|New Jersey State Senator Jennifer Beck (R-Monmouth) said that recommendations put forward by Governor Chris Christie to achieve sick leave reform are in line with legislative proposals that she and a bipartisan group of legislators have suggested, and again called for the Democratic majorities of the Legislature to allow any of those critical reform measures to advance to address an estimated $2 billion liability to property taxpayers for payouts for unused sick and vacation time for public employees.|
In his conditional veto message for S-3040, the Governor called for payouts for unused sick days to be capped at $7,500 or the amount already accumulated, whichever is greater.
“I’ve repeatedly called on legislative leadership to allow for the consideration of any sick leave reform proposals by members of either party that could protect taxpayers from a $2 billion property tax liability,” said Beck. “The Governor’s proposal shows a willingness to compromise and accept sick leave payout limits that are in line with both my legislation and other proposals advocated by both Republicans and Democrats. This presents a clear opportunity for the Legislature to reach agreement with the Governor on sick leave reforms that have been stalled for too long.”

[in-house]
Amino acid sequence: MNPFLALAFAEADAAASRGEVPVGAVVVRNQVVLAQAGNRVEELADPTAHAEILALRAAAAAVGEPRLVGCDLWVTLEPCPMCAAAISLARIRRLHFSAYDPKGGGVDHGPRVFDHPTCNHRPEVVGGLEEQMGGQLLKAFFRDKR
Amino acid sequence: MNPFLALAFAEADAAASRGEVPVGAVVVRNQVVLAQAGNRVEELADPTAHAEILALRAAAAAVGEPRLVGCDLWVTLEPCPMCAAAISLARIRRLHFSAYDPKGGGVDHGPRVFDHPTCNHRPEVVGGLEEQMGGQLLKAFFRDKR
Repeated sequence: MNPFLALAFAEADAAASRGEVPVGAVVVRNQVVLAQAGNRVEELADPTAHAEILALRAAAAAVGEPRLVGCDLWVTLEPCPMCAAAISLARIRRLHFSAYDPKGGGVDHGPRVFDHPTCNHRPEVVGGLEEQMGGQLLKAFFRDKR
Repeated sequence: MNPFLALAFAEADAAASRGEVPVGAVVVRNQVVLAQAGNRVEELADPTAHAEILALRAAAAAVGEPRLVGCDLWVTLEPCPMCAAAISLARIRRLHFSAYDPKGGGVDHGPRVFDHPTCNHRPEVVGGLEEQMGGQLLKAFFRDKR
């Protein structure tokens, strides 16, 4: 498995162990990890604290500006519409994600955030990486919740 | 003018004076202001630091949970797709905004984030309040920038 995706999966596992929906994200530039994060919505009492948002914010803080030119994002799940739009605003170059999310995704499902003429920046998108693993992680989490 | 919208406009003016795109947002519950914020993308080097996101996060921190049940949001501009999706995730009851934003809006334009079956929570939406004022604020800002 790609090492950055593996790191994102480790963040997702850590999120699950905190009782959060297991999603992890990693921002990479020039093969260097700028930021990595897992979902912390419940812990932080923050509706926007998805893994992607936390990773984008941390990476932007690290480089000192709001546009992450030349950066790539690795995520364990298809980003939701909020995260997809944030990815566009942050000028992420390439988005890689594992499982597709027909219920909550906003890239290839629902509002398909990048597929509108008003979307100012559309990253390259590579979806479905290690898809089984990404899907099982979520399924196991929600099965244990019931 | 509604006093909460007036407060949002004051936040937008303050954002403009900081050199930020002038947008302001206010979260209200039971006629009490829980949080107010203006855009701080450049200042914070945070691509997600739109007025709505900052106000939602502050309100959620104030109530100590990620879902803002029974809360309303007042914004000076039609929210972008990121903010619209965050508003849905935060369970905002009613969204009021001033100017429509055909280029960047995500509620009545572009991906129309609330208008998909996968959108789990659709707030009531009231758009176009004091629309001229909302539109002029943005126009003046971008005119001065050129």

In recent weeks, a number of large sick and vacation leave payouts have been reported, including a $512,000 payout to the retiring police chief of Jersey City.
Beck and Senate Republicans have attempted several times to force debate on sick leave reform legislation by the full Senate. On each attempt, the Democratic majority blocked consideration of the bills without explanation.
Senators Beck, Michael Doherty and Joe Kyrillos recently wrote letters to the Senate President and Assembly Speaker urging action on any of the fifteen different sick leave reform bills that have been sponsored by members of both parties in both houses of the Legislature, again with no response from the Democratic majorities in the Senate or General Assembly.
“The excuse Democrats have used in recent years for inaction on sick leave reform was that the Governor was unwilling to compromise,” added Beck. “In light of yesterday’s action, that no longer appears to be the case. It’s now the Democratic leadership of the New Jersey Legislature that’s the only remaining roadblock to achieving sick leave reform for New Jersey property taxpayers. All they need to do is schedule votes on existing sick leave reform bills and they can save property taxpayers billions.”